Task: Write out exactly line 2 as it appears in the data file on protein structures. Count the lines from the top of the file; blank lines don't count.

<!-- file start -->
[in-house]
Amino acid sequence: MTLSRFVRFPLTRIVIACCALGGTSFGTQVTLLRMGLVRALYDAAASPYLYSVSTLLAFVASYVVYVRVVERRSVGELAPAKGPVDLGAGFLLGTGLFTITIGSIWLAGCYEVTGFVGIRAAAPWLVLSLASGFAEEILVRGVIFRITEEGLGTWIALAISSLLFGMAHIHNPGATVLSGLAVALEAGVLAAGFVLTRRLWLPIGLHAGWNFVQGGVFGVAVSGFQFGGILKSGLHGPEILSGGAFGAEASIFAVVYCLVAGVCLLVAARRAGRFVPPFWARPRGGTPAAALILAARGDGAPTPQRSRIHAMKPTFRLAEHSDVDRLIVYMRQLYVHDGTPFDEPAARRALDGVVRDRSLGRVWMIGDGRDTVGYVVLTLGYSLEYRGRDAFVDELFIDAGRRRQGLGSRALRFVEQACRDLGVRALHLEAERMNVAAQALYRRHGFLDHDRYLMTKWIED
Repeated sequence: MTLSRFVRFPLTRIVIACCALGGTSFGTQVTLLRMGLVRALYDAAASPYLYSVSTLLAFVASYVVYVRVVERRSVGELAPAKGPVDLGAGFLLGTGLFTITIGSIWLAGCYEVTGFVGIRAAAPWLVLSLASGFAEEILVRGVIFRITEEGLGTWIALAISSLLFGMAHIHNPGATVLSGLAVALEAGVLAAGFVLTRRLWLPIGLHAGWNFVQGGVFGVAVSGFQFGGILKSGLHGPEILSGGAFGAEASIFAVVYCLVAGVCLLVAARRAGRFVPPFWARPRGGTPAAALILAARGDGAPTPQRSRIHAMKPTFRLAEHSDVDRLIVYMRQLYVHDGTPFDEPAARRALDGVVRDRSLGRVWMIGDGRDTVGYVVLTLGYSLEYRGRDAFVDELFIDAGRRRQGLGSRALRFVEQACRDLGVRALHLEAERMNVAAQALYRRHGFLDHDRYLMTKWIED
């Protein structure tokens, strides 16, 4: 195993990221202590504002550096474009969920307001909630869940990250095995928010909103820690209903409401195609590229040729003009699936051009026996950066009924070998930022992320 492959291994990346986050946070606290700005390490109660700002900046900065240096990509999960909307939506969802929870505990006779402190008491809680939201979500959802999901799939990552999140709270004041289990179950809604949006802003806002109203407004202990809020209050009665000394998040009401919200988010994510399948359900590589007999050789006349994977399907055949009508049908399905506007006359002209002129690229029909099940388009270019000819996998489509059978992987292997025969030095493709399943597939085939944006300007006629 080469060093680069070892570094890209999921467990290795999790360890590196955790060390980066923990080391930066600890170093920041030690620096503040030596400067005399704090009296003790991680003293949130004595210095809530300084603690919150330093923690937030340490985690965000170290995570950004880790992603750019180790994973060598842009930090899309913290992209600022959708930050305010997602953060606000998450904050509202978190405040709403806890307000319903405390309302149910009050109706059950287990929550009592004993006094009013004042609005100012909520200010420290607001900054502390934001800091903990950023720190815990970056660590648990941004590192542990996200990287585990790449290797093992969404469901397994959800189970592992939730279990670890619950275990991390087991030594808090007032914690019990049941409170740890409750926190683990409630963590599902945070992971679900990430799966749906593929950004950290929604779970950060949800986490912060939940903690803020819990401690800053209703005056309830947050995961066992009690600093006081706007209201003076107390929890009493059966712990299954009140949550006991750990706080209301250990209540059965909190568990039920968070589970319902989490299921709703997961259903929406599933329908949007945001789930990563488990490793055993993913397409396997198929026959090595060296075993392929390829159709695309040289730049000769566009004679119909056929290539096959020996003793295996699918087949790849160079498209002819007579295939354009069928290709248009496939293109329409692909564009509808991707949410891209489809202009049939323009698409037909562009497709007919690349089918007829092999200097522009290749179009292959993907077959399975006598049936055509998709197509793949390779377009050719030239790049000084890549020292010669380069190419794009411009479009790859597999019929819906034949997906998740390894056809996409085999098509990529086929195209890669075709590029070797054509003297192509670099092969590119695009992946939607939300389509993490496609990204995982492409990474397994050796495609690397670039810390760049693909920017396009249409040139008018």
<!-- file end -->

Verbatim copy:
Amino acid sequence: MTLSRFVRFPLTRIVIACCALGGTSFGTQVTLLRMGLVRALYDAAASPYLYSVSTLLAFVASYVVYVRVVERRSVGELAPAKGPVDLGAGFLLGTGLFTITIGSIWLAGCYEVTGFVGIRAAAPWLVLSLASGFAEEILVRGVIFRITEEGLGTWIALAISSLLFGMAHIHNPGATVLSGLAVALEAGVLAAGFVLTRRLWLPIGLHAGWNFVQGGVFGVAVSGFQFGGILKSGLHGPEILSGGAFGAEASIFAVVYCLVAGVCLLVAARRAGRFVPPFWARPRGGTPAAALILAARGDGAPTPQRSRIHAMKPTFRLAEHSDVDRLIVYMRQLYVHDGTPFDEPAARRALDGVVRDRSLGRVWMIGDGRDTVGYVVLTLGYSLEYRGRDAFVDELFIDAGRRRQGLGSRALRFVEQACRDLGVRALHLEAERMNVAAQALYRRHGFLDHDRYLMTKWIED